Exchange Web Services includes an event notification subsystem. The purpose of this subsystem is to notify server and client applications of events that occur in mailboxes on an Exchange server. Clients subscribe to the notification subsystem and can specify the events for which they want to receive notifications. Exchange Web Services allows for the following types of notifications:
Pull event notifications Notifications that are requested by the client applications.
Push event notifications Notifications that are sent by the notification subsystem.
Streaming event notifications Notifications that are sent by the notification subsystem through a connection that remains open.
Exchange Web Services event notification clients are either loosely coupled or tightly coupled. The following are the characteristics of loosely coupled clients:
They are connected to the Exchange server through firewalls and/or multiple networks or are otherwise topologically distant.
They are not IP addressable from the Exchange server on which the Client Access server role is installed.
They are not reliably connected to the network.
The following are the characteristics of tightly coupled clients:
They are usually on the same network as and frequently in close logical proximity to the Exchange server.
They are IP addressable.
Pull notifications are generally more appropriate for loosely coupled clients. Push notifications are generally more appropriate for tightly coupled clients.
Client applications that subscribe to pull event notifications specify particular events for which to be notified and periodically request accumulated notifications from the Client Access server. Because the clients are not called directly by the Client Access server, but instead reestablish connections to the server as necessary based on their requirements, pull notifications are best used for loosely coupled clients.
Pull Event Notifications Topology
In a standard pull event notification scenario, loosely coupled clients interact with a Client Access server by using a marginally reliable, fast, and quickly reestablished connection, such as a wireless LAN. These clients can connect to the Client Access server as needed; they do not have to maintain open connections to the server. However, they are frequently inaccessible to inbound IP connections because of firewalls and changes in dynamic IP addresses.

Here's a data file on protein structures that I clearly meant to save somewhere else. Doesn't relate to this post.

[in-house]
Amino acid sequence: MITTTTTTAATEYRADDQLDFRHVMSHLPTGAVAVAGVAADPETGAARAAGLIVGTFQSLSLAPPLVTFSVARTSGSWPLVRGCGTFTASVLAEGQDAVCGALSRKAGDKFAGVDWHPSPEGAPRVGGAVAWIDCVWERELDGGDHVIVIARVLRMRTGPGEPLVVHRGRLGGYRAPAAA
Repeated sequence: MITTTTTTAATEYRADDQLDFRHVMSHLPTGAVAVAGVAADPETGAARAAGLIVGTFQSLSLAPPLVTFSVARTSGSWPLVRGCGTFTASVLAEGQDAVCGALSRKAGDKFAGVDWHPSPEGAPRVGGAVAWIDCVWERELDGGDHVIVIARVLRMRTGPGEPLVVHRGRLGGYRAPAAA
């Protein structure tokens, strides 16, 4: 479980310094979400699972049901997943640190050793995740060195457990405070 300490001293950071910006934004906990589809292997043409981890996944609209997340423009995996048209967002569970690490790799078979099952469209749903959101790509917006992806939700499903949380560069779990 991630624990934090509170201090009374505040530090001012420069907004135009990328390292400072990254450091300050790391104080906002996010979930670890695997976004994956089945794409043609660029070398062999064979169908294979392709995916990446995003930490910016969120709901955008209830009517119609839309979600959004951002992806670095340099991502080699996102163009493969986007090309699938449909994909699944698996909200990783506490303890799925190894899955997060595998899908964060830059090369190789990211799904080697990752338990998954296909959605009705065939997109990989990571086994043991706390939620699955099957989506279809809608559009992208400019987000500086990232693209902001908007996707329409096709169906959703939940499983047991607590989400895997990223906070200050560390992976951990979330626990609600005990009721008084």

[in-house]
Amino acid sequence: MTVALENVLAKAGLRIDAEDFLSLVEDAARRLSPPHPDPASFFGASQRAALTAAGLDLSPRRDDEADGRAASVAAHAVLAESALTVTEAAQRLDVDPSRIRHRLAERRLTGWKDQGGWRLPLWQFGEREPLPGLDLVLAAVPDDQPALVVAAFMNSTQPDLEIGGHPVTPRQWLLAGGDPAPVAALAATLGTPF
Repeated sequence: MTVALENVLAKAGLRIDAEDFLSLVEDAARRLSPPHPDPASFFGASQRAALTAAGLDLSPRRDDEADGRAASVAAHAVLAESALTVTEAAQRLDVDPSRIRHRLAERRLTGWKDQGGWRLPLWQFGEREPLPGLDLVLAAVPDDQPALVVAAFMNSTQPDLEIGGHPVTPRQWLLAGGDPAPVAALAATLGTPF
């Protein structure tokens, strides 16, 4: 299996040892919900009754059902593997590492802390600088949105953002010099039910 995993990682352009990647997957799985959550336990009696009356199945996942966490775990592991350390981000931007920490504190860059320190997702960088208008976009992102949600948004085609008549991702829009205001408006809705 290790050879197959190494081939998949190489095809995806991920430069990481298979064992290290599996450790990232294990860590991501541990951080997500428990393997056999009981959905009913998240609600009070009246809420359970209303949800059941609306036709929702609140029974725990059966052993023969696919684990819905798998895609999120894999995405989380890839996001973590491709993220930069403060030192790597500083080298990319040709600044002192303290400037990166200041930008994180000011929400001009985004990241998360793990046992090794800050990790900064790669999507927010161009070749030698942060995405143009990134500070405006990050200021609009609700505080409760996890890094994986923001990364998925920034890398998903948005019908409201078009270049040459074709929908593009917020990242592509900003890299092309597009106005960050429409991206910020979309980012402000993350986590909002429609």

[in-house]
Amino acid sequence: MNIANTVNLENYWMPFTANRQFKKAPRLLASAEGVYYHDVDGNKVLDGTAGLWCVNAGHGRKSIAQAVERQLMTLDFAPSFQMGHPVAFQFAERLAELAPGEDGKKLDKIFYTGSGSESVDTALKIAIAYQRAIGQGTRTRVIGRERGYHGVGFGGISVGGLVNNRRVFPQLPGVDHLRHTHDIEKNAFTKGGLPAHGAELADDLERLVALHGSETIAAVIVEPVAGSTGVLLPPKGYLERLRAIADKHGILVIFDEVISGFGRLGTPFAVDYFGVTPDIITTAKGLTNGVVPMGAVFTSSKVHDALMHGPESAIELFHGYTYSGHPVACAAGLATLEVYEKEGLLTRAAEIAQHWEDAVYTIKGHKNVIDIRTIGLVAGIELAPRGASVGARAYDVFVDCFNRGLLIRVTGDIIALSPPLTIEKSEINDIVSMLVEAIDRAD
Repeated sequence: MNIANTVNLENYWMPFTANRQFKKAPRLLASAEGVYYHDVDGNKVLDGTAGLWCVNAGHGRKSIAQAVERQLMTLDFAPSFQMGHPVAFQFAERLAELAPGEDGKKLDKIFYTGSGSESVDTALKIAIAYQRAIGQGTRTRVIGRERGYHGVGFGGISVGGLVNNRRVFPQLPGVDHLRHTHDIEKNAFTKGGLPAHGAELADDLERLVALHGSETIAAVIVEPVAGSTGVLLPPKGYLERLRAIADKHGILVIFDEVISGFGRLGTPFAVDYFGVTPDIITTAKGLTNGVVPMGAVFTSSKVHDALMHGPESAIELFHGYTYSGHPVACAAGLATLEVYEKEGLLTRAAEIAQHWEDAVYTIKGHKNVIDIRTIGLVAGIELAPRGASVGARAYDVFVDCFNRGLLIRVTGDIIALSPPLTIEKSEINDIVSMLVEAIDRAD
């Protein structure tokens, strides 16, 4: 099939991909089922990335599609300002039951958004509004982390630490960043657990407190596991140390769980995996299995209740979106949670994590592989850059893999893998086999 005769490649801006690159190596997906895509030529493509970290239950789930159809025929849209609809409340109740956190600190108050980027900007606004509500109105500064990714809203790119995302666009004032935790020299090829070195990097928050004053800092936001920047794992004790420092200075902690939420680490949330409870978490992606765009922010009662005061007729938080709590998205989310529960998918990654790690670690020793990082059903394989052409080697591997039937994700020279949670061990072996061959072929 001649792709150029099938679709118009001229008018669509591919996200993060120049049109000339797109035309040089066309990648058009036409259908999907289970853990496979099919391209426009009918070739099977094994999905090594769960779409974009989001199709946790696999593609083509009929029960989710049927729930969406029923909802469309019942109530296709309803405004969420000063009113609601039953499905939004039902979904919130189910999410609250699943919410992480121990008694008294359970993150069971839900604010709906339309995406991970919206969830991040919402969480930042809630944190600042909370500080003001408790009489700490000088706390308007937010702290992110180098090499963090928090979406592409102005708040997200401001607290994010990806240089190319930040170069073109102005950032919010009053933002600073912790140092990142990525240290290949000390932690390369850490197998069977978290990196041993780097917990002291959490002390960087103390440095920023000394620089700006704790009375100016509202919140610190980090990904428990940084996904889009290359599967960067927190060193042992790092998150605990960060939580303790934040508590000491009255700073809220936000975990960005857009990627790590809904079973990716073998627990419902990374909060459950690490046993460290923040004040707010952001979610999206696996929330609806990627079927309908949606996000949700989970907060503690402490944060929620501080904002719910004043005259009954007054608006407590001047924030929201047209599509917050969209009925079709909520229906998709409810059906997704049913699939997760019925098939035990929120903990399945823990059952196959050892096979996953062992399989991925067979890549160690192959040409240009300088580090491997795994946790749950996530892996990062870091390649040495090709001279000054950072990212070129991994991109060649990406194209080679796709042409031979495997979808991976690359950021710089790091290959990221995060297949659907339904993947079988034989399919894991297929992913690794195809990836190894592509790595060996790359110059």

The following figure shows a standard pull event notification scenario.
Push event notifications enable client applications to subscribe to particular events and provide the Client Access server a callback address and a client-side Web service to which the event notifications are actively delivered. Generally, push notifications provide for smaller notification latency than pull notifications and are the best option for tightly coupled clients to which the Client Access server has reliable access.
Because servers can host a Web service, and have a stable IP address or DNS name, they are best served by push notifications. The servers can then process and redistribute notifications as needed to their clients.
For an example that shows how to use push notifications, see Push Notification Sample Application.
Push Event Notifications and Proxy Servers
In networks that use a proxy server, push notifications from the server are sent to the proxy server and not directly to the URL that is specified in the subscription. To bypass the proxy for push notifications, you can set the bypasslist setting in the web.config file. The following example shows you how to bypass a proxy for push notifications.
<configuration> <system.net> <defaultProxy> <proxy usesystemdefault="true" bypassonlocal="true" /> <bypasslist> <add address="exchangeserver.example.com" /> </bypasslist> </defaultProxy> </system.net> </configuration>
The bypass list supports multiple computers. DNS and IP address regular expressions are also allowed.